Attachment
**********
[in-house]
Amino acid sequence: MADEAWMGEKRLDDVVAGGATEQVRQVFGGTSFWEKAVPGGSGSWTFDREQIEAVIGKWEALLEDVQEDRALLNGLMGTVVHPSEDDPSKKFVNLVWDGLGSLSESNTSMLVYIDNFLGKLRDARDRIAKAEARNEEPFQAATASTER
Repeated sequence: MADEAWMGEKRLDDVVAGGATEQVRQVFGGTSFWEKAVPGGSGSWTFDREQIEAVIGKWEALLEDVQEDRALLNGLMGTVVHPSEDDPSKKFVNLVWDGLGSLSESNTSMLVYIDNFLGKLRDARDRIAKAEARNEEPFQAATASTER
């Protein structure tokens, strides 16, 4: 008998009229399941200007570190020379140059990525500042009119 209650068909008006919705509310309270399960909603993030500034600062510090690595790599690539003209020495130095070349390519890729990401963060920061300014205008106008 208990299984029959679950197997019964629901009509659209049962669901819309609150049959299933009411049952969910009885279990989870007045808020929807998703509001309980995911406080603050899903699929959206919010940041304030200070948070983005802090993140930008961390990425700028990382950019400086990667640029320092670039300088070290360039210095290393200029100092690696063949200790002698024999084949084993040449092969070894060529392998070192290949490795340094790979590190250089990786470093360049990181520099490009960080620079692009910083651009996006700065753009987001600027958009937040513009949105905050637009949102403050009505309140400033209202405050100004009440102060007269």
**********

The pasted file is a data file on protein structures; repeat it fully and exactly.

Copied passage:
[in-house]
Amino acid sequence: MADEAWMGEKRLDDVVAGGATEQVRQVFGGTSFWEKAVPGGSGSWTFDREQIEAVIGKWEALLEDVQEDRALLNGLMGTVVHPSEDDPSKKFVNLVWDGLGSLSESNTSMLVYIDNFLGKLRDARDRIAKAEARNEEPFQAATASTER
Repeated sequence: MADEAWMGEKRLDDVVAGGATEQVRQVFGGTSFWEKAVPGGSGSWTFDREQIEAVIGKWEALLEDVQEDRALLNGLMGTVVHPSEDDPSKKFVNLVWDGLGSLSESNTSMLVYIDNFLGKLRDARDRIAKAEARNEEPFQAATASTER
């Protein structure tokens, strides 16, 4: 008998009229399941200007570190020379140059990525500042009119 209650068909008006919705509310309270399960909603993030500034600062510090690595790599690539003209020495130095070349390519890729990401963060920061300014205008106008 208990299984029959679950197997019964629901009509659209049962669901819309609150049959299933009411049952969910009885279990989870007045808020929807998703509001309980995911406080603050899903699929959206919010940041304030200070948070983005802090993140930008961390990425700028990382950019400086990667640029320092670039300088070290360039210095290393200029100092690696063949200790002698024999084949084993040449092969070894060529392998070192290949490795340094790979590190250089990786470093360049990181520099490009960080620079692009910083651009996006700065753009987001600027958009937040513009949105905050637009949102403050009505309140400033209202405050100004009440102060007269």